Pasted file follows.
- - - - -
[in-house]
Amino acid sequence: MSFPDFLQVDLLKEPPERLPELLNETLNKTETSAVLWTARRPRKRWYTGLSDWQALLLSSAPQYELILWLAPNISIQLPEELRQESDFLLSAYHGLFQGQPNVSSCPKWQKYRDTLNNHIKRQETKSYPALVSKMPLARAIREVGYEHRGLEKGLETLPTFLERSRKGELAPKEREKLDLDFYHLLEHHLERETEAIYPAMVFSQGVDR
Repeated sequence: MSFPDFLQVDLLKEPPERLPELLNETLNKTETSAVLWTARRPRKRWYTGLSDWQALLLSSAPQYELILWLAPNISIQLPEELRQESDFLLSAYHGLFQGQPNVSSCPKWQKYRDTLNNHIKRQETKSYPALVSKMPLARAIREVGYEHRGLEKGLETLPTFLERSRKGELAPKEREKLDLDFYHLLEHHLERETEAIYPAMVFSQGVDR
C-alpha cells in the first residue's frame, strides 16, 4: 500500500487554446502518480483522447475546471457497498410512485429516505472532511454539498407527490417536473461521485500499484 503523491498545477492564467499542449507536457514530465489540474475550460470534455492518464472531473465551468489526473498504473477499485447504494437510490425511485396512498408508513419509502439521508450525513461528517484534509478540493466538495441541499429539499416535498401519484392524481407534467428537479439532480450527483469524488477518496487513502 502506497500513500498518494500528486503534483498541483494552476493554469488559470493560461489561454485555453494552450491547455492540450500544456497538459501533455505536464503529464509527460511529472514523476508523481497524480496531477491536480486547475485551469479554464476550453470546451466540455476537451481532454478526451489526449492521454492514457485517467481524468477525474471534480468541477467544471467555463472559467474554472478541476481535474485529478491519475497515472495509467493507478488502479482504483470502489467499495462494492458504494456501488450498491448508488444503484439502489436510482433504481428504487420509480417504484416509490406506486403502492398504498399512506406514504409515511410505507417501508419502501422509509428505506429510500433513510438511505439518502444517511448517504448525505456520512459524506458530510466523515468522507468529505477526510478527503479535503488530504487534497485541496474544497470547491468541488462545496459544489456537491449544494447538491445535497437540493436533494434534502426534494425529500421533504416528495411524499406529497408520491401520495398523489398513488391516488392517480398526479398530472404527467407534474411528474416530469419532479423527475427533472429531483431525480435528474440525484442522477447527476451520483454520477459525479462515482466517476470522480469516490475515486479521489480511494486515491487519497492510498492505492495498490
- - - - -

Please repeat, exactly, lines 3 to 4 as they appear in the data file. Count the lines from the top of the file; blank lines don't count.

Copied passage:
Repeated sequence: MSFPDFLQVDLLKEPPERLPELLNETLNKTETSAVLWTARRPRKRWYTGLSDWQALLLSSAPQYELILWLAPNISIQLPEELRQESDFLLSAYHGLFQGQPNVSSCPKWQKYRDTLNNHIKRQETKSYPALVSKMPLARAIREVGYEHRGLEKGLETLPTFLERSRKGELAPKEREKLDLDFYHLLEHHLERETEAIYPAMVFSQGVDR
C-alpha cells in the first residue's frame, strides 16, 4: 500500500487554446502518480483522447475546471457497498410512485429516505472532511454539498407527490417536473461521485500499484 503523491498545477492564467499542449507536457514530465489540474475550460470534455492518464472531473465551468489526473498504473477499485447504494437510490425511485396512498408508513419509502439521508450525513461528517484534509478540493466538495441541499429539499416535498401519484392524481407534467428537479439532480450527483469524488477518496487513502 502506497500513500498518494500528486503534483498541483494552476493554469488559470493560461489561454485555453494552450491547455492540450500544456497538459501533455505536464503529464509527460511529472514523476508523481497524480496531477491536480486547475485551469479554464476550453470546451466540455476537451481532454478526451489526449492521454492514457485517467481524468477525474471534480468541477467544471467555463472559467474554472478541476481535474485529478491519475497515472495509467493507478488502479482504483470502489467499495462494492458504494456501488450498491448508488444503484439502489436510482433504481428504487420509480417504484416509490406506486403502492398504498399512506406514504409515511410505507417501508419502501422509509428505506429510500433513510438511505439518502444517511448517504448525505456520512459524506458530510466523515468522507468529505477526510478527503479535503488530504487534497485541496474544497470547491468541488462545496459544489456537491449544494447538491445535497437540493436533494434534502426534494425529500421533504416528495411524499406529497408520491401520495398523489398513488391516488392517480398526479398530472404527467407534474411528474416530469419532479423527475427533472429531483431525480435528474440525484442522477447527476451520483454520477459525479462515482466517476470522480469516490475515486479521489480511494486515491487519497492510498492505492495498490